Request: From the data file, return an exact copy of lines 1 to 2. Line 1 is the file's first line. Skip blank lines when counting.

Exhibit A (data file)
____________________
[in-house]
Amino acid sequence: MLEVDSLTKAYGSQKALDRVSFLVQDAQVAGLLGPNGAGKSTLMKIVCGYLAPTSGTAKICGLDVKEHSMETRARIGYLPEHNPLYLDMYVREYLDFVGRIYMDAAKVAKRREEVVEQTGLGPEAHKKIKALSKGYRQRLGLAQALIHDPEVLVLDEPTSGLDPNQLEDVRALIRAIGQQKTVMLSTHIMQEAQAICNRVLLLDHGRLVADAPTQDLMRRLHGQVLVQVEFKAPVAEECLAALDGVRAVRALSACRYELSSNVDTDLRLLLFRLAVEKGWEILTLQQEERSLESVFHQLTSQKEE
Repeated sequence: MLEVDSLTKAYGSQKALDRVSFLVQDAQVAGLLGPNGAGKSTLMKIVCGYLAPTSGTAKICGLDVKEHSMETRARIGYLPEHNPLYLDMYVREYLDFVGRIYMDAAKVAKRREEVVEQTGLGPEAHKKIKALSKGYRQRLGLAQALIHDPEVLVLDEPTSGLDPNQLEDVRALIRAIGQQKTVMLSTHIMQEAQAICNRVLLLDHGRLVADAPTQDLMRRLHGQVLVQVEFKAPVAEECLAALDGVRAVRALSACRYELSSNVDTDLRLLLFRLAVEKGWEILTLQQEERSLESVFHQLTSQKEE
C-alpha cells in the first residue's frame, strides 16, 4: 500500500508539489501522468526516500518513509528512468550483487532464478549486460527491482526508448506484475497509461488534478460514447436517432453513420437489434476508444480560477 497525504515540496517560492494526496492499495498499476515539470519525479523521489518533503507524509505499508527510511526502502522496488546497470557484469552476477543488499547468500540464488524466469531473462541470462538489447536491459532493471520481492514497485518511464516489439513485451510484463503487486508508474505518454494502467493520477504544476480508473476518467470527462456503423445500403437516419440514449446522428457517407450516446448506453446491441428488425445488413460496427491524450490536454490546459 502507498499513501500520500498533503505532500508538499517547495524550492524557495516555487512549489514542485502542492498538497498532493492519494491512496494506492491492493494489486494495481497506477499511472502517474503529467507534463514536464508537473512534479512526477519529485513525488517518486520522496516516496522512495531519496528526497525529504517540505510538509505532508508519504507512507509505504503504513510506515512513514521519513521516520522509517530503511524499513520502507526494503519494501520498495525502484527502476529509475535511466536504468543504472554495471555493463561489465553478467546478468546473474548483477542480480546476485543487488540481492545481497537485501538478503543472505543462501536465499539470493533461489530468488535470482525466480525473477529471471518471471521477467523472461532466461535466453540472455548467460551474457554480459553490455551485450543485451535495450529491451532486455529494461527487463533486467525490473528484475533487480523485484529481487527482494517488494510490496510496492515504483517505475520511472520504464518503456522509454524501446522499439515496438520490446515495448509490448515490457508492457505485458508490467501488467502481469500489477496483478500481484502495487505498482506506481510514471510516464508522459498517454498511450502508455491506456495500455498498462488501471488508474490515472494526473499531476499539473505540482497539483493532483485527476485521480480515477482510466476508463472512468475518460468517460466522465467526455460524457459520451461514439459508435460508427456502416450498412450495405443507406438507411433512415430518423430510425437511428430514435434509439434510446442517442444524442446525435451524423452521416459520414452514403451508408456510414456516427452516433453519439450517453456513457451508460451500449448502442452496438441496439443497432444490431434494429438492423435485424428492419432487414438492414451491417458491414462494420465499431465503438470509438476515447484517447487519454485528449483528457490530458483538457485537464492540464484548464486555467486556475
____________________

[in-house]
Amino acid sequence: MLEVDSLTKAYGSQKALDRVSFLVQDAQVAGLLGPNGAGKSTLMKIVCGYLAPTSGTAKICGLDVKEHSMETRARIGYLPEHNPLYLDMYVREYLDFVGRIYMDAAKVAKRREEVVEQTGLGPEAHKKIKALSKGYRQRLGLAQALIHDPEVLVLDEPTSGLDPNQLEDVRALIRAIGQQKTVMLSTHIMQEAQAICNRVLLLDHGRLVADAPTQDLMRRLHGQVLVQVEFKAPVAEECLAALDGVRAVRALSACRYELSSNVDTDLRLLLFRLAVEKGWEILTLQQEERSLESVFHQLTSQKEE